I don't think I should be running through my entire array every frame and rewriting the position of each vertex. It's bad enough to do that with regular arrays, but doing it with put() seems slightly disingenuous. OpenGL handles transformations really well when you use rotatef/translatef etc. It's a hell of a lot faster than using my own matrix calculations anyway, but I don't know how to apply it to my model as it's being rendered. Do I just need to keep track of how the vertices have been transformed, and just push/pop transformations as I render them? Or is there some way to use opengl for a transformation and have it actually return the transformed vertices?

Off topic but --  basically push and pop is what you need for each group as they are transformed from their parents coordinate system.  To do full skelatal is a more complicated then that though and will require some inverse kinematics

Offline eraboin

Senior Newbie





« Reply #24 - Posted 2005-06-11 19:07:06 »

ok... should I use glDrawRangeElements for that? Because a bone may influence only part of a mesh.

I don't need to do anything fancy with the skeleton stuff, since MS3D lets you model animations yourself and just specify keyframes. It gives you rotation/position keyframes for all the joints, and you can just interpolate the frames in between. My main issue is doing it quickly, and applying my own transformations in Java (which I could have done) is just slow as molasses.
Offline Vorax

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« Reply #25 - Posted 2005-06-11 19:13:53 »

It all depends on how the data for your models is allocated.  If all the data for the model is in a single buffer, then yes, you will want to use the finer grain calls to operate on subsets of the vertices...if all the data for ALL your models is allocated in a single buffer, you'll get the thrashing I described above unless the user has an ubber card and you'll have no choice but to use the fine grain calls.

Offline tom
« Reply #26 - Posted 2005-06-11 20:36:33 »

It's actually several arrays that compose the objects on screen.  They range from about 100-1000 verts each plus corresponding normals and texture coordinates, all sent as arrays.  Each are allocated as direct ByteBuffers, then tranformed into FloatBuffers (long before the rendering stage).
There is probably some overhead in enableing/disableing the client state and calling glDrawArrays. Have you tried using vertex arrays only when there are many verts, like atleast 500. Can you find a breaking point where vertex arrays are faster than immediate mode?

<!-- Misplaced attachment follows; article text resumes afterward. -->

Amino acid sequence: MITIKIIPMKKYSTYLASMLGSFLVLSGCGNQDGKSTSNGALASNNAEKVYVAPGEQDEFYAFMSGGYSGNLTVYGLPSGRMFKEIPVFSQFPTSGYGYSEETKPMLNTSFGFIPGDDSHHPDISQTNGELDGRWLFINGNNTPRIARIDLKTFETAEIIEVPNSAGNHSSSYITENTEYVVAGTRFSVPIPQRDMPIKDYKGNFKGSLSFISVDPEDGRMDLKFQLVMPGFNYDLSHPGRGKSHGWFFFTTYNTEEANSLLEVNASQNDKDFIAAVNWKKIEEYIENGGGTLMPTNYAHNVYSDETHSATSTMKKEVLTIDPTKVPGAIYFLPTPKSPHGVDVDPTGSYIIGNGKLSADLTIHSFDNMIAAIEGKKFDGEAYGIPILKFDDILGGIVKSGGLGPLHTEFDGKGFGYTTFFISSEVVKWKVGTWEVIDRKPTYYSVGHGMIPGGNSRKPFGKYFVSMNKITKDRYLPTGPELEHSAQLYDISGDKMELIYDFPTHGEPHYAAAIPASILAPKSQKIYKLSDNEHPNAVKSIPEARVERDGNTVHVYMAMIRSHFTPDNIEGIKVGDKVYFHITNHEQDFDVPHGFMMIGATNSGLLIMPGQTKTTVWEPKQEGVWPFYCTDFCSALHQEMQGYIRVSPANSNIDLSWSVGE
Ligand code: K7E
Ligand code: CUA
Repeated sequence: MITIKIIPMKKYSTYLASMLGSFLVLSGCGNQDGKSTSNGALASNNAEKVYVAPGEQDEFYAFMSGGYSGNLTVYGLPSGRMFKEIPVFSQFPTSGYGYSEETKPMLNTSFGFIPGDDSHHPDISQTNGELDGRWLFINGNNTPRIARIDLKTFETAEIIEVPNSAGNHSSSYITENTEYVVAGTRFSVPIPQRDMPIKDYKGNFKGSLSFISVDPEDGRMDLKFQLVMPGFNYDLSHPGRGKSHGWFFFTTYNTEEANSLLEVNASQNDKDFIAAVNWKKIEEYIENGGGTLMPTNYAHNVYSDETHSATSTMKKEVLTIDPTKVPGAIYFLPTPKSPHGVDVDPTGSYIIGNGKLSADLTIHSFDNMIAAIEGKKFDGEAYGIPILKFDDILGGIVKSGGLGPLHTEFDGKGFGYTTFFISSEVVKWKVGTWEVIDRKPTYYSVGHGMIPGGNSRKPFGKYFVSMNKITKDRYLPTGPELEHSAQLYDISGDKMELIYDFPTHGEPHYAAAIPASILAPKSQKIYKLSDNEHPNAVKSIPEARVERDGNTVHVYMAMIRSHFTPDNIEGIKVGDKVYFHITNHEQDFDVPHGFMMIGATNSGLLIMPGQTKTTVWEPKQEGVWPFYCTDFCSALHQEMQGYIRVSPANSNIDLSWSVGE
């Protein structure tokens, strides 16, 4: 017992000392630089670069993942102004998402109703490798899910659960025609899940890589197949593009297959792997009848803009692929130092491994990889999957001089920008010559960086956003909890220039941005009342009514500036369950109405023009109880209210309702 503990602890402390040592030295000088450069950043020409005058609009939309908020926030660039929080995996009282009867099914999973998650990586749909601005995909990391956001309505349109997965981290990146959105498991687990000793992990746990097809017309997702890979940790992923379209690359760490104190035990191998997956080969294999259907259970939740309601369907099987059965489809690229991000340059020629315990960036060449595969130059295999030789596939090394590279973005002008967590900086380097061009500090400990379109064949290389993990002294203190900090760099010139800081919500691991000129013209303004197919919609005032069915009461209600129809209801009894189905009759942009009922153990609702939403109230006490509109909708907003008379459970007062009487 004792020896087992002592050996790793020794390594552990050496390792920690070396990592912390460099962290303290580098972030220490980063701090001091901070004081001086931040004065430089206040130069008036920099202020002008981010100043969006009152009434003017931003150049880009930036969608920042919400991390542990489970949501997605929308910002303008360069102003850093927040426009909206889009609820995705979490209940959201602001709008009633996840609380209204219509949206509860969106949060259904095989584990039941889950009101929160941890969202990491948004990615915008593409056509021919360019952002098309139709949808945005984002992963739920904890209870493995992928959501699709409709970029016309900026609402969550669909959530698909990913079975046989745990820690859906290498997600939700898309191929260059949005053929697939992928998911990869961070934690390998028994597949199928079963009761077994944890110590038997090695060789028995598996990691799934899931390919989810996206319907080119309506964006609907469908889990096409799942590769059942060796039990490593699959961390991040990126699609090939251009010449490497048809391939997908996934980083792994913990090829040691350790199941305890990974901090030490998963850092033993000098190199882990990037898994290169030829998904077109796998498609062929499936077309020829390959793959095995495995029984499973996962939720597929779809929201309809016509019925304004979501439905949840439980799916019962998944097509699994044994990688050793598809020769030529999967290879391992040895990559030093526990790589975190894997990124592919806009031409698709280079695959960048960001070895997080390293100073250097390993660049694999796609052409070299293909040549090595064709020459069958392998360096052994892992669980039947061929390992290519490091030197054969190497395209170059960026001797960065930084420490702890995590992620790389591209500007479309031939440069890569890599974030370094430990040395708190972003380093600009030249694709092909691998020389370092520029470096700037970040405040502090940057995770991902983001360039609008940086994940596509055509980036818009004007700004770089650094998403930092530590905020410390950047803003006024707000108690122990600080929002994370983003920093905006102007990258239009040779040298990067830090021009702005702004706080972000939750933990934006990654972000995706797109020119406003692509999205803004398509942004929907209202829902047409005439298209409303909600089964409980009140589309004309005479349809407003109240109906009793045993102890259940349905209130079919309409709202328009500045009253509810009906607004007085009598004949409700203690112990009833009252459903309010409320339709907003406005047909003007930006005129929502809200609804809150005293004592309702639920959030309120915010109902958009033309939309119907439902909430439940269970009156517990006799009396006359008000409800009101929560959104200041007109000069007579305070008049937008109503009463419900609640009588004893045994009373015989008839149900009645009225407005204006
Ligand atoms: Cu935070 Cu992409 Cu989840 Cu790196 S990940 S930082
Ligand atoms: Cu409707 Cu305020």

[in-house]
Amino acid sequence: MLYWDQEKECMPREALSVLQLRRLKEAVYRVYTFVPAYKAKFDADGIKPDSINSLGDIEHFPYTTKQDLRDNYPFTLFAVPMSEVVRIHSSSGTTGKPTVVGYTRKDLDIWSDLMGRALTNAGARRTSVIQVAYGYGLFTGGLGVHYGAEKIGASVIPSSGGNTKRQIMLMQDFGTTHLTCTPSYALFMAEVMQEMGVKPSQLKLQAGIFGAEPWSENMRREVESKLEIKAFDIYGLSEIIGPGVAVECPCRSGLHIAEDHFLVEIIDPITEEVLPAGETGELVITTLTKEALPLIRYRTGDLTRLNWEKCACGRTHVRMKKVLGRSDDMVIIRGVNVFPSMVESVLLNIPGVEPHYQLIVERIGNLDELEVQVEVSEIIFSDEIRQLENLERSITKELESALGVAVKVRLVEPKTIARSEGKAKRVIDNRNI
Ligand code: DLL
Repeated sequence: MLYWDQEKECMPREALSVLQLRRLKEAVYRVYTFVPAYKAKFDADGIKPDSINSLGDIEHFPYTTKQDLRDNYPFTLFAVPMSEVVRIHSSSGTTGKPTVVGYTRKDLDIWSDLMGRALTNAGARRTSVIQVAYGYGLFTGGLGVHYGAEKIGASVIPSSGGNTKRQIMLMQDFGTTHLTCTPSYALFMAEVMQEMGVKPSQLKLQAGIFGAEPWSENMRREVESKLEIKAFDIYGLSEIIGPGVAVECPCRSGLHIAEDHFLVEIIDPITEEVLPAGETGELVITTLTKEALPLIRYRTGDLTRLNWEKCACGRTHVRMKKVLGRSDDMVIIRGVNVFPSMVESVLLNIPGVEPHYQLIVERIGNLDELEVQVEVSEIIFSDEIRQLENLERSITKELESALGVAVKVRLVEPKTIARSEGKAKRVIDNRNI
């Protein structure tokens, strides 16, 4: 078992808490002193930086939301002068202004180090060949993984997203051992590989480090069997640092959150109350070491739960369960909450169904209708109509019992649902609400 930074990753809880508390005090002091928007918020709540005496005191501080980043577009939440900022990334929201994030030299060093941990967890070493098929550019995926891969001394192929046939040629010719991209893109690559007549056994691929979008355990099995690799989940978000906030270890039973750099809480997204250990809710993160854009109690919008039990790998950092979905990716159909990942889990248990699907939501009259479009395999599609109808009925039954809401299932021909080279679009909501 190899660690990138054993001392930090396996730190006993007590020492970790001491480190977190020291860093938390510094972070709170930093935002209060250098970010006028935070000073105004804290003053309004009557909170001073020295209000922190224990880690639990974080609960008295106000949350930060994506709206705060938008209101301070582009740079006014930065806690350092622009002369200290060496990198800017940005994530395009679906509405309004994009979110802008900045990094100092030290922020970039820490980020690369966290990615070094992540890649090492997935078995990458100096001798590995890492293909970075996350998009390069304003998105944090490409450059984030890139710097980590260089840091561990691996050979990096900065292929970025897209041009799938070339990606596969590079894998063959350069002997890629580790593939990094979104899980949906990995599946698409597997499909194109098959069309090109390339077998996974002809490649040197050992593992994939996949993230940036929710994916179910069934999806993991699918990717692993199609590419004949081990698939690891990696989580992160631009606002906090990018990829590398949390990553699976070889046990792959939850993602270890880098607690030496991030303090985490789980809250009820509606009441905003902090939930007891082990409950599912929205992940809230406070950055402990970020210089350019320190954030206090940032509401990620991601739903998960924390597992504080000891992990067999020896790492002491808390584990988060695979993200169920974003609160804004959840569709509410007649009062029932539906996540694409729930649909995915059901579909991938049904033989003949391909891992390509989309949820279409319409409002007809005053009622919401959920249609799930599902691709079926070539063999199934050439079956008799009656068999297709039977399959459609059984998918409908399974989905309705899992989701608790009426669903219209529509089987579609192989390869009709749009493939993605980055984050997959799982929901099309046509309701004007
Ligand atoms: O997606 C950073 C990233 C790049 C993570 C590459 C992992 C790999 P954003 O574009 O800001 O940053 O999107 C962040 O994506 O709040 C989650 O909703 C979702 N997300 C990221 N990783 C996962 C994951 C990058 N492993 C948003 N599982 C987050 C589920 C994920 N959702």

It migh also be the case that transfering the vertices to the card is not the bottleneck. That when using immediate mode you are feeding the card at exactly the right pace. Still strange that vertex arrays are slower.

If I were in your situation I would start making a whole lot of tests to find out what was going on.

Offline eraboin

Senior Newbie





« Reply #27 - Posted 2005-06-11 21:36:41 »

Quote
if all the data for ALL your models is allocated in a single buffer, you'll get the thrashing I described above unless the user has an ubber card and you'll have no choice but to use the fine grain calls.

I'm creating a buffer for each mesh, since vertices are not shared between meshes. I still have a big problem though, since knowing how to divide up the vertices is not the same as dividing up the triangles. There can be any number of triangles in a mesh which are composed of vertices bound to separate joints, meaning they stretch when the bones move, and don't just rotate/translate. The only way to do this is transform some of the vertices and not others, so you can't really break these triangles into 'groups' and render them all at once. If I push/pop matrices for every transformation, I'd have to do so multiple times for each of the triangles which share these vertices.

I've been searching around all over the place for an elegant solution to this problem. With every major video game using skeletal animation these days, I cannot believe they're doing all the transformations in software. What are they doing differently?
Offline tom
« Reply #28 - Posted 2005-06-12 00:16:52 »

Quote
if all the data for ALL your models is allocated in a single buffer, you'll get the thrashing I described above unless the user has an ubber card and you'll have no choice but to use the fine grain calls.

I'm creating a buffer for each mesh, since vertices are not shared between meshes. I still have a big problem though, since knowing how to divide up the vertices is not the same as dividing up the triangles. There can be any number of triangles in a mesh which are composed of vertices bound to separate joints, meaning they stretch when the bones move, and don't just rotate/translate. The only way to do this is transform some of the vertices and not others, so you can't really break these triangles into 'groups' and render them all at once. If I push/pop matrices for every transformation, I'd have to do so multiple times for each of the triangles which share these vertices.

I've been searching around all over the place for an elegant solution to this problem. With every major video game using skeletal animation these days, I cannot believe they're doing all the transformations in software. What are they doing differently?

Skinning can be done in vertex shaders. I'm guessing that is what most games are doing. But of course, it also provides a path that does it in software if the card don't support vertex shaders.

So you need to provide a software option. You just have to optimize the code to make it as fast as possible. This is one case where java is slower than c/c++, but still adequate.